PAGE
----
Thrive in The Apocalypse

The End?!?
0 272

The markets are in turmoil, there are no sports to distract us. Clients are afraid of losing their jobs and homes, small businesses are in trouble.

Instead of trying to blow smoke up your arse and make you feel better, I am just going to post a bunch of ideas to help your business during this. Many of these are productivity tools I use regularly to either make it easier for my clients or to hedge against snowstorms and other disruptions that are beyond our control.

First, remote work is the way of life. In the old days (early 2000’s when we had the Dot.com bubble burst and a recession and war and all that we have today, minus the technology) I did well over half of my business via telephone and Fedex. That’s right, I had to have my analysis done and printed to ship three business days before a meeting, with the accompanying costs and time delays if there were any alterations needed. Then I would have a phone to communicate with the client. As you know, only about 7% of communication is verbal, 90% visual, spatial, touch, etc. Yet I still was MDRT level with these constraints. With the tech innovations of the past decade for video conferencing, companies allowing you to email things to clients, screen sharing, and electronic forms/signatures you can capture the vast majority of the in person experience for any particular meeting. Do this immediately.

Some resources:

1. https://zoom.us/ Online video presentation/webinar tool.

2. https://www.gotomeeting.com/ Another good remote meeting tool.

3. https://www.freeconferencecall.com/ For small to mid-sized groups of audio only. I have used this for calls with 3-10 people for years.

The screen sharing functions of the first two will allow you to do powerpoints, let clients observe (but not have) documents, and you can use Google’s Jamboard to draw pics like you would on a white board in your office. Combining these tools can allow almost every financial advisor to work from home.

Add to these DocuSign and you can do almost everything you could do in the office. Check with your company for their requirements.

Note: once this pandemic is over, keep using these tools as you will be more productive as moving molecules around on roads is less efficient than moving electrons over circuitry. Working from the lake on a Friday sounds pretty good…

Secondly, be flexible. If a client needs to move a 6:30 am appointment and lets you know at 5:14 am (no, that didn’t happen to me this morning, honest!) roll with it. As much as I try to exert control over my calendar and company, I know my limitations. Be as the Stoics say: control what you can control, adjust to and accept that which is beyond you. A virus disrupting China then Europe and the US is definitely in the latter category.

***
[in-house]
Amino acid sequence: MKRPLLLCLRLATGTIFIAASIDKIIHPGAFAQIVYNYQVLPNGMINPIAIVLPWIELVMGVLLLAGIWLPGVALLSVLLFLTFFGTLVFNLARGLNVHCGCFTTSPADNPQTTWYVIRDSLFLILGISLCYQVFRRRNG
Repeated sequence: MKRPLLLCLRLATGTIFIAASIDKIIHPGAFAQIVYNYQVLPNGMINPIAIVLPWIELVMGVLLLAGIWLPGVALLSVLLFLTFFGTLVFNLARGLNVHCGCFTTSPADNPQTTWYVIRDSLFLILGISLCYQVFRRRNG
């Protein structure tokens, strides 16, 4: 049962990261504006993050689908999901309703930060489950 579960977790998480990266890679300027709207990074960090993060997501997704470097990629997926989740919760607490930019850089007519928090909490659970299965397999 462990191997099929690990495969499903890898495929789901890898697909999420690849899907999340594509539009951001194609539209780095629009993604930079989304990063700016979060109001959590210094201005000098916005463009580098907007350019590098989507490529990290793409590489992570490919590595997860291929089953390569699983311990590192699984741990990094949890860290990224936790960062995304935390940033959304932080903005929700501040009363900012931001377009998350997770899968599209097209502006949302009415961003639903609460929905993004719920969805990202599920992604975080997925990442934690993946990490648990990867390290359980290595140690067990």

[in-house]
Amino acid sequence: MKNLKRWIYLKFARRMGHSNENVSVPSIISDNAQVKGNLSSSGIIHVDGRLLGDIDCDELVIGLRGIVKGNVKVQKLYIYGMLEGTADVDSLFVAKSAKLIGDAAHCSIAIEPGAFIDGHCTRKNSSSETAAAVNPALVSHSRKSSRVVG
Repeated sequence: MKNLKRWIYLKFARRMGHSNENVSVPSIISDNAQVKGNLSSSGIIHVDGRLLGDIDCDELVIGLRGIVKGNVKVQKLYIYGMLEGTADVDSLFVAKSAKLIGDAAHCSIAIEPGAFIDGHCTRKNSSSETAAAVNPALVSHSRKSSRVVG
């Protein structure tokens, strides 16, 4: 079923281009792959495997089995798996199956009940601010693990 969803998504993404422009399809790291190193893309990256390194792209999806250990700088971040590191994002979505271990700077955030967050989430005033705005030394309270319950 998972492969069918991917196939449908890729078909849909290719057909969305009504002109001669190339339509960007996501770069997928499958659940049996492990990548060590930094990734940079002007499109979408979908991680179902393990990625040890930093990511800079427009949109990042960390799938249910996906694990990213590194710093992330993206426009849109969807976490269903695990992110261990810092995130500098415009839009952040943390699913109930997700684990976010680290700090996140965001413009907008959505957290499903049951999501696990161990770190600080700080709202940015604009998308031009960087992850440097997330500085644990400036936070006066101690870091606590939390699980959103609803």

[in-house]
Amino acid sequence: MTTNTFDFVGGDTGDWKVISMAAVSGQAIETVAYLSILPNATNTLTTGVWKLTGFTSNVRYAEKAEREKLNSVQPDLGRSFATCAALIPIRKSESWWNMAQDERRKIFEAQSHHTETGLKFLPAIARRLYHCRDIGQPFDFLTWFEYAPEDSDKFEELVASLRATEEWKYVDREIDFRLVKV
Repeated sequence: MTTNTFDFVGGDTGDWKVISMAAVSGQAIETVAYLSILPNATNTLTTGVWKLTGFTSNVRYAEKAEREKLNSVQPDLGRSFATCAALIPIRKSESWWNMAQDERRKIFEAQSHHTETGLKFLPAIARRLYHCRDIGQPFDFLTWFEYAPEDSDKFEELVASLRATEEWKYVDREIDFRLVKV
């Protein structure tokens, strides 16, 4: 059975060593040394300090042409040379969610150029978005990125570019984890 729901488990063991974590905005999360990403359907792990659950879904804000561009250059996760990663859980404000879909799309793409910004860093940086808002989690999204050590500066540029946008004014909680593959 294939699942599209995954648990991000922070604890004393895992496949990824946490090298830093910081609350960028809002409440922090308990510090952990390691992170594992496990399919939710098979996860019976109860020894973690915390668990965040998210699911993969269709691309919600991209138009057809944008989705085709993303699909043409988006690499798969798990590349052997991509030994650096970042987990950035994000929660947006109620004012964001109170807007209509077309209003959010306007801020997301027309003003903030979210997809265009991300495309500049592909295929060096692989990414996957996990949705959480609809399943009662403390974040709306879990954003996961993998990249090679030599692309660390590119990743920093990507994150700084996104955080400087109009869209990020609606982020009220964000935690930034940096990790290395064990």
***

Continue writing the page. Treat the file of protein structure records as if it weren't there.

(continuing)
Third, maintain discipline. Work from home does not mean sleep in every morning. Even if your kids are home because their school is closed for five weeks (like mine), that doesn’t mean a Wednesday isn’t a school day. They still have to get up at a reasonable time (not 6:15 anymore but not noon either), read and do math and science and get physical activity every day. Get up, do your workout and feed your brain as always. Shower, shave. Put on a tie and jacket even if you are audio only with clients. The process of prepping each day will help calm your nerves and preserve some of your professionality instead of letting you deteriorate into an unshaven subhuman like my engineering friends become when they work from home.

Fourth, get OUT when you can. A five minute walk around the block while maintaining the 6′ distance. A few minutes on the porch enjoying the sun, or the sound of the rain hitting the street. Outdoor yoga. Avoid going stircrazy, and remember that sunlight is a natural disinfectant that kills germs and strengthens your soul.

Fifth and most important: maintain relationships. OK, we couldn’t go to the pub for St. Patrick’s Day or have a dinner party with our friends. Call all of your clients to check on them, beyond what is needed in a volatile stock market. Ask how they are doing emotionally and really listen to them. Call your family. Text your BFF. Post good pictures to Facebook and participate in forums on LinkedIn. Physical separation should not result in emotional disconnection.

I will be adding additional resources as addendums to this post as appropriate. Please send me ideas or tools you use so we can all get through this together.

ADDENDUM:

LifeSize is another video conferencing tool we have used. I have known the CTO for 30 years and he knows his stuff, they have built a wickedly strong platform.

https://www.lifesize.com/

Leave A Reply

Your email address will not be published.

This site uses Akismet to reduce spam. Learn how your comment data is processed.